Sunday, March 27, 2011

Citizens at risk as government dithers

Sunday Nation 27 March 2011

Three recent reports on the presence of contaminated maize in Kenya should have all of us worried.

The first report, published in January this year, showed that maize samples from markets and farms across the country contained very high levels of aflatoxin; a chemical by-product of fungi that colonise maize and other food crops.

This chemical has the potential to cause liver problems, including cancer, in anyone who consumes contaminated food regularly. This particular report suggested that between one and two thirds of maize produced and sold across the country had dangerous aflatoxin levels, rendering a large percentage of the cereal unfit for human consumption.

The second report was equally significant, but definitely more worrying. Researchers sampled maize flour from several major millers across the country, and concluded that up to 65 per cent of the sampled flour was contaminated with aflatoxin.

The scientists indicated that they would embark on a national survey to determine the true extent of the problem in Kenya, although they cited reports indicating that children were already suffering malnutrition due to aflatoxin poisoning.

As if these two reports are not frightening enough, the chairman of the Parliamentary Committee on Agriculture made a sensational claim that an “influential family” had imported millions of bags of aflatoxin-contaminated maize into the country.

He further alleged that the maize was already in the market, suggesting that Kenyans were already using it to make their staple, ugali.

Despite these shocking revelations, nothing concrete has been heard from responsible government agencies. There are no publicised visits to “affected” areas by Public Health personnel from Afya House, or public statements by the relevant ministers.

In a civilised society in which government exists to serve its people, a number of responses would be expected.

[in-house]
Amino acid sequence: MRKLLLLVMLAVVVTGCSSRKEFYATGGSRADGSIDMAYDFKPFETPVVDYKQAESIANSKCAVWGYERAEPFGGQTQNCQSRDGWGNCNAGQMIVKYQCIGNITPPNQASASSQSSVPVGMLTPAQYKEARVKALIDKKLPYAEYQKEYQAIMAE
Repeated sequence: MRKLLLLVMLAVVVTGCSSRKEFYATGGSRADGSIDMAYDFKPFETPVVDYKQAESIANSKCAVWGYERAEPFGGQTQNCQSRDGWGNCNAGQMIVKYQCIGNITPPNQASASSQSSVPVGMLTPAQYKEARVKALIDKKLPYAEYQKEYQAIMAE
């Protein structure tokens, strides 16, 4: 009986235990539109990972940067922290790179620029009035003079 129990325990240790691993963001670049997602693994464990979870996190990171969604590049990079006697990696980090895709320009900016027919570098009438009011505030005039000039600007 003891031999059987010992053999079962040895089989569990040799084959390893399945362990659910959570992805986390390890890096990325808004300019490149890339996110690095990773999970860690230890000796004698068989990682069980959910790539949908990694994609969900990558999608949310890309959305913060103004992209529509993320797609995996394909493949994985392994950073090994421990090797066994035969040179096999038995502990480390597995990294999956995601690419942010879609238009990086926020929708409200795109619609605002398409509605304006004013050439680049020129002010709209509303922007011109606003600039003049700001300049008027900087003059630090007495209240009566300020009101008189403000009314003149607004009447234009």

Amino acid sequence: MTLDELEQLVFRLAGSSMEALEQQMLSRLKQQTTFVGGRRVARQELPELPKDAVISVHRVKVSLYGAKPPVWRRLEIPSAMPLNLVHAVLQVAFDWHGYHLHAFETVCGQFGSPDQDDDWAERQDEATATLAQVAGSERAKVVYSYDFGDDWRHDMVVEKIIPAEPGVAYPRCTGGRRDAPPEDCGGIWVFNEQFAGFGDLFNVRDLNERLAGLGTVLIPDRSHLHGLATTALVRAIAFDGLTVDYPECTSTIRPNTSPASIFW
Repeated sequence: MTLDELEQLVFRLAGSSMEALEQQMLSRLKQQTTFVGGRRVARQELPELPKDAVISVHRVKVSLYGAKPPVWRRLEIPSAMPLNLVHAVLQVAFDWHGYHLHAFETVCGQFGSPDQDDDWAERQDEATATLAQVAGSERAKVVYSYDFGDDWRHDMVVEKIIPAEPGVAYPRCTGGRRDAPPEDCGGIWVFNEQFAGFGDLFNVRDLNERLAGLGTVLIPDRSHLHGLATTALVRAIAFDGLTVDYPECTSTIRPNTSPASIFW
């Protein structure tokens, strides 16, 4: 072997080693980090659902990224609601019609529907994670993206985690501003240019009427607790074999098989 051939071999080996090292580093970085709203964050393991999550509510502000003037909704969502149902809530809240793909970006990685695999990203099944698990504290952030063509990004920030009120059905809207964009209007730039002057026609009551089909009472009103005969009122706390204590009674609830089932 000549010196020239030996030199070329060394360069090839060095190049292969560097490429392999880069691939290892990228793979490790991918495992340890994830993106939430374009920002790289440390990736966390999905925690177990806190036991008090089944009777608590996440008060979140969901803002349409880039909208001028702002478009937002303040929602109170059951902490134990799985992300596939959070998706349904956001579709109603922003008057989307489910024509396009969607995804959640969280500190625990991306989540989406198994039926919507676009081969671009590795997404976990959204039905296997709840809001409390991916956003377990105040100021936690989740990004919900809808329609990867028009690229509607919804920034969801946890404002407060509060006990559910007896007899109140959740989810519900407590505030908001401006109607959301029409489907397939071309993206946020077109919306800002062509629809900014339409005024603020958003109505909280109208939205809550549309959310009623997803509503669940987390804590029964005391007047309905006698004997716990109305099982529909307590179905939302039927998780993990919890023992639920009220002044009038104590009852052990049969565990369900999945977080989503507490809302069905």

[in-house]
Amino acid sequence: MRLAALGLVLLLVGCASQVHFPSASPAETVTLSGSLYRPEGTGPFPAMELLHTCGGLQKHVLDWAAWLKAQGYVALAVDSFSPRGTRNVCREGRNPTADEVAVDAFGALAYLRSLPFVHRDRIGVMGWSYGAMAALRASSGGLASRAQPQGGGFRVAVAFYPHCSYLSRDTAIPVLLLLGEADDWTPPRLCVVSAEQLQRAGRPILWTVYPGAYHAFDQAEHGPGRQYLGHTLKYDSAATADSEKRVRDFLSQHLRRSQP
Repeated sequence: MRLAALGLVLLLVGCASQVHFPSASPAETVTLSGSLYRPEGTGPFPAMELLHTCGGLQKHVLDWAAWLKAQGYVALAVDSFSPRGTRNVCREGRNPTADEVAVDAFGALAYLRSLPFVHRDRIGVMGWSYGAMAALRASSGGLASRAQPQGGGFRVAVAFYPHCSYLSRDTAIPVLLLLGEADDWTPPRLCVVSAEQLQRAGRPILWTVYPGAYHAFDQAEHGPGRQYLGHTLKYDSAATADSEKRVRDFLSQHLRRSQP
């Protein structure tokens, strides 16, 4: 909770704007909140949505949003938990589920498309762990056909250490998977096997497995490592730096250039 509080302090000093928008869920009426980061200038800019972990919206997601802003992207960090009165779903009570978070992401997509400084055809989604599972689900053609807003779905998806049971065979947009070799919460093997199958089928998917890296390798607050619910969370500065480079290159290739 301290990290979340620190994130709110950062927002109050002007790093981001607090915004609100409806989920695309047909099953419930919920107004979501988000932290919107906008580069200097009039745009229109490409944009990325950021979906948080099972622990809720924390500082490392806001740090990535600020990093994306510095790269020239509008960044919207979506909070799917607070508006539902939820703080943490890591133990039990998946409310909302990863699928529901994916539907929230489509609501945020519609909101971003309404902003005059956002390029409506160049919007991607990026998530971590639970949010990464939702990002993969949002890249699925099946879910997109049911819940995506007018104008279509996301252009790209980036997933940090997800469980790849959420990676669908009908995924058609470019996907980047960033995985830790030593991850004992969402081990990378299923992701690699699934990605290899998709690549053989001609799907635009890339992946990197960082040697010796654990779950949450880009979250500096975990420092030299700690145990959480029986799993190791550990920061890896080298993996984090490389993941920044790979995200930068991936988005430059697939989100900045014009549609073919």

First, the minister responsible for agriculture would have tendered her resignation for doing little to save the lives of Kenyans who will surely die in the near future from liver failure and cancers.

The reports of aflatoxin-induced malnutrition have actually emanated from the current minister’s own county.

Second, the politician who made claims that poisoned maize has been imported into the country would have been compelled to provide this information to the relevant authorities, and the culprits would be cooling their heels in prison.

Third, the government would prioritise efforts to deal with this threat to the health of its people, and health authorities would spare no effort in ensuring that the poison is eliminated from the food chain.

Unfortunately, we are not a civilised society by any stretch of the imagination, and we do not have a government that cares about the health of its people.

Politicians use the death of their electors to make political points, and use the living ones as pawns in a wider political chess game.

In any case, if we were a truly civilised society, we would not have people sleeping in tents away from their farms while being called “fake IDPs”.

We would not be saddled with parliamentarians who, to this day, continue to defy the Constitution and refuse to pay taxes on their incomes like other Kenyans.

Finally, if we were truly civilised, we would not today be labouring under a coalition government forced upon us to stop us from killing each other purportedly over an electoral dispute.